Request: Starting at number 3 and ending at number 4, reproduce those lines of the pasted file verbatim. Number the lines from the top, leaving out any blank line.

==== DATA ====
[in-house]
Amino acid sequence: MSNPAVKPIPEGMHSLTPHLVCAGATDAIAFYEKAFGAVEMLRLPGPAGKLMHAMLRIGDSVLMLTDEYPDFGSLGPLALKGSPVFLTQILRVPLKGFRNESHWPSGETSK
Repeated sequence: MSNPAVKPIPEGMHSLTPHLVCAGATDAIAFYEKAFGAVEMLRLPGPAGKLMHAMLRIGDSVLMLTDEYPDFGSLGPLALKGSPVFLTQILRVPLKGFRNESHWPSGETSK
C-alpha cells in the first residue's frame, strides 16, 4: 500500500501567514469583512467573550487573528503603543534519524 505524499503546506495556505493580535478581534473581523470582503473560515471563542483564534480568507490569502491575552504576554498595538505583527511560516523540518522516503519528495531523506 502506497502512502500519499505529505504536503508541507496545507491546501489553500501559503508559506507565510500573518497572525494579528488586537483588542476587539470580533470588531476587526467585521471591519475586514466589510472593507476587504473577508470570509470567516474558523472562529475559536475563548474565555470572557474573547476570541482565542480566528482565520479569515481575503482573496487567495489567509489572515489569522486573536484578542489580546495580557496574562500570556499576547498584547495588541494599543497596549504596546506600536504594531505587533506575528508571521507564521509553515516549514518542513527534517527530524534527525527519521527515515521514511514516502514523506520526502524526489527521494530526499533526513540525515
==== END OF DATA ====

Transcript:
Repeated sequence: MSNPAVKPIPEGMHSLTPHLVCAGATDAIAFYEKAFGAVEMLRLPGPAGKLMHAMLRIGDSVLMLTDEYPDFGSLGPLALKGSPVFLTQILRVPLKGFRNESHWPSGETSK
C-alpha cells in the first residue's frame, strides 16, 4: 500500500501567514469583512467573550487573528503603543534519524 505524499503546506495556505493580535478581534473581523470582503473560515471563542483564534480568507490569502491575552504576554498595538505583527511560516523540518522516503519528495531523506 502506497502512502500519499505529505504536503508541507496545507491546501489553500501559503508559506507565510500573518497572525494579528488586537483588542476587539470580533470588531476587526467585521471591519475586514466589510472593507476587504473577508470570509470567516474558523472562529475559536475563548474565555470572557474573547476570541482565542480566528482565520479569515481575503482573496487567495489567509489572515489569522486573536484578542489580546495580557496574562500570556499576547498584547495588541494599543497596549504596546506600536504594531505587533506575528508571521507564521509553515516549514518542513527534517527530524534527525527519521527515515521514511514516502514523506520526502524526489527521494530526499533526513540525515